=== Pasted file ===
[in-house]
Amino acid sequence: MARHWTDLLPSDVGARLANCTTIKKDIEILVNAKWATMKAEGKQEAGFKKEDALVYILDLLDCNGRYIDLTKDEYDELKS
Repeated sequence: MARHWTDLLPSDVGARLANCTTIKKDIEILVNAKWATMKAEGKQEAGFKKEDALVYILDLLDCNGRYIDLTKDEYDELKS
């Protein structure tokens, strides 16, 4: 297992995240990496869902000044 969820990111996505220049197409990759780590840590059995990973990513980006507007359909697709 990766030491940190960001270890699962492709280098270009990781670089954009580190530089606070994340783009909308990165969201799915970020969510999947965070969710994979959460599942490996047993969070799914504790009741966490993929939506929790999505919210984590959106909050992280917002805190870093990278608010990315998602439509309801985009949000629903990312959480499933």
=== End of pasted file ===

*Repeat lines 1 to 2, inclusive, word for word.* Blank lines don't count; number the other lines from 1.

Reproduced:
[in-house]
Amino acid sequence: MARHWTDLLPSDVGARLANCTTIKKDIEILVNAKWATMKAEGKQEAGFKKEDALVYILDLLDCNGRYIDLTKDEYDELKS